At LFW YahooStyleUK discussion about diversity on 15th September
Fashion has woken up to diversity and the industry is desperately trying to prove that the concept of a fashion for all has been taken on board. Thus designers at NewYork Fashion Week, as also London Fashion Week 2018, which ended on 19th September, have been trying to include disabled, curvy and older models, in an attempt to tick boxes. There have been talks and TV programmes in which people have asked the question 'Is fashion embracing diversity?'
Well, is it?
Not quite. As LFW unfolded a model as famous as Leonie Anderson took to Twitter to say that she had been dropped of a LFW show for being black - she was later interviewed for BBC4 Woman's Hour, where she repeated her accusations of racism within the industry. We have heard this before, Naomi Campbell has also famously spoken about it.
One cannot help thinking that the current endorsement of diversity is all about making token gestures. Diversity is an uncomfortable notion, one which cannot be taken on without a complete overhaul of entrenched beliefs.
It would seem that the idea of diversity is not aspirational enough. Designers claim that clothes fall better on long, slim frames (and should those frames belong to Caucasian women?). It's the only way to showcase clothes, we are told. Curvier bodies detract attention to the workmanship of clothes making. Older body frames are simply not attractive enough. And so on. But in fact those who wear the clothes come in all shapes and sizes. Brands are not generally known for selling clothes to just one type of customers, to an extent - some self selection does occur in terms of prices and range of sizes available but by and large if you can pay for the item you can have it, no matter what you look like.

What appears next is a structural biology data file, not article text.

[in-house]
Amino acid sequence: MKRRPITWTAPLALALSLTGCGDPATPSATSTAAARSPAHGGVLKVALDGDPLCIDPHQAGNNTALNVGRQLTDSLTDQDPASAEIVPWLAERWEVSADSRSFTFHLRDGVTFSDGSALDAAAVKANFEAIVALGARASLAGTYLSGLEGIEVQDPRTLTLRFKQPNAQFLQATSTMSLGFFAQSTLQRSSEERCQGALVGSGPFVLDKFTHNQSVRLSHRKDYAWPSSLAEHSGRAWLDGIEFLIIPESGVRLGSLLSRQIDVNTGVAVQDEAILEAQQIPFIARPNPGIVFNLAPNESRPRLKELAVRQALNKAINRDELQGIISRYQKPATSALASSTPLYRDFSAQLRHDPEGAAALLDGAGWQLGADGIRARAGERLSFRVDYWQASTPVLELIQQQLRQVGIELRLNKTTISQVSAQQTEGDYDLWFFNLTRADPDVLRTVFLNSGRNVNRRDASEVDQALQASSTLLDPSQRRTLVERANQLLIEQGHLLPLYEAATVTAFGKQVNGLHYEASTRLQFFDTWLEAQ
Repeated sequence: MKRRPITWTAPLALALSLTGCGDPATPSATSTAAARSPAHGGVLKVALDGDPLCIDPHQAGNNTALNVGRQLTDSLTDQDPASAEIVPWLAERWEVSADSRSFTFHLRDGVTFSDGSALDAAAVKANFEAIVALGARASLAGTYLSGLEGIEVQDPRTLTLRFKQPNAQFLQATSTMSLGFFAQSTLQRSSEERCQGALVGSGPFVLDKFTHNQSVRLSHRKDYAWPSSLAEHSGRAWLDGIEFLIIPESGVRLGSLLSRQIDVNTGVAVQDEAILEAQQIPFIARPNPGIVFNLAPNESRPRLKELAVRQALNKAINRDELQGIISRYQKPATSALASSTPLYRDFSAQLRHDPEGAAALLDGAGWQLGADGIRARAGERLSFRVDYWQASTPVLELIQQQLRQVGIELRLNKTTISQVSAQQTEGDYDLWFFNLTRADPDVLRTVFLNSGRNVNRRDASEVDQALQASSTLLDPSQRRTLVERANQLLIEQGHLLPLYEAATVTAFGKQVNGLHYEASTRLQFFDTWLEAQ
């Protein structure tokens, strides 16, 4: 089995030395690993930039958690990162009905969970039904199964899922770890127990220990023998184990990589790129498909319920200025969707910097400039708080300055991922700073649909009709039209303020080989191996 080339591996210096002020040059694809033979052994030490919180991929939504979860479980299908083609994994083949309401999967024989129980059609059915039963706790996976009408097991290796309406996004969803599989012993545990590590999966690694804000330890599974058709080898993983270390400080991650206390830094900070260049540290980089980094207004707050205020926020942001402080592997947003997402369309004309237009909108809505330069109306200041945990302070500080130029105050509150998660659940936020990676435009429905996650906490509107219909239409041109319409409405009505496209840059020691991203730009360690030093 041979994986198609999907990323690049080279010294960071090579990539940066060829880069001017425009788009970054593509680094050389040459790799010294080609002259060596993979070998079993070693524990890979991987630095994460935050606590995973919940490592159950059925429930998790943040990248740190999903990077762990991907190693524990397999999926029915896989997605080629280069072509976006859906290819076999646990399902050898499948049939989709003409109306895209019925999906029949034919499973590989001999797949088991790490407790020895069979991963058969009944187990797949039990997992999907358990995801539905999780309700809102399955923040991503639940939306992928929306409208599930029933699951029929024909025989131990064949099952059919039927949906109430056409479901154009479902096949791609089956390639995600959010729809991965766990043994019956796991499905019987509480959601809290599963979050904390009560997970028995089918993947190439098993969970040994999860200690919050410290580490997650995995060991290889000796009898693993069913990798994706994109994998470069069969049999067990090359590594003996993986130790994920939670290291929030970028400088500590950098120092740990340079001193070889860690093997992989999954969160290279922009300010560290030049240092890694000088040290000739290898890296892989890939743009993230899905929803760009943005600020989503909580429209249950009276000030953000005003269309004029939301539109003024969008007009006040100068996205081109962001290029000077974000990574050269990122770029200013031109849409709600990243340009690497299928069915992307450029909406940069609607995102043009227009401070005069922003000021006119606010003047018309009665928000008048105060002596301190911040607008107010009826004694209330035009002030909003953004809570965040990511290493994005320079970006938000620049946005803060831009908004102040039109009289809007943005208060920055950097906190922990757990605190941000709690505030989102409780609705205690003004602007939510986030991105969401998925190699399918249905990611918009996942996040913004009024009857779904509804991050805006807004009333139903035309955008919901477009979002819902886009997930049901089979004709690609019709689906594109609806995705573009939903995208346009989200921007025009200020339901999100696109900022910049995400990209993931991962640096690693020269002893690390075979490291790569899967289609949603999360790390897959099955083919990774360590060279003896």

Modelling for Johanne Hynes at LFW on 15th September
It is most unfortunate that diversity is understood to be a way of pigeon holing people. Ticking boxes is not about promoting diversity, it's about making sure that minimum requirements are met so that one is not seen as being on the wrong side of the law - for it is unlawful to discriminate, even though subtle discrimination goes on all the time, as Anderson avows.
Fashion weeks are changing, now the format is see it now, buy it now. The shows are spectacles. So I do not buy this idea that changes are not possible because they are occurring all the time. Diversity can become the norm and it should. The future is truly in the hands of the next generation.
As Edward Enninful, the new Chief Editor of British Vogue has often said it is all about education. People need to be brought up appreciating and embracing diversity. There is far too much discrimination going on in society, we do not need fashion to be discriminatory.
At the Models of Diversity show in Old Spitalfields Market, during LFW.
Let's hope that when the next fashion week comes we shall not be frantically be discussing diversity and take part in TV programmes and round tables - as I did - asking the same questions all over again.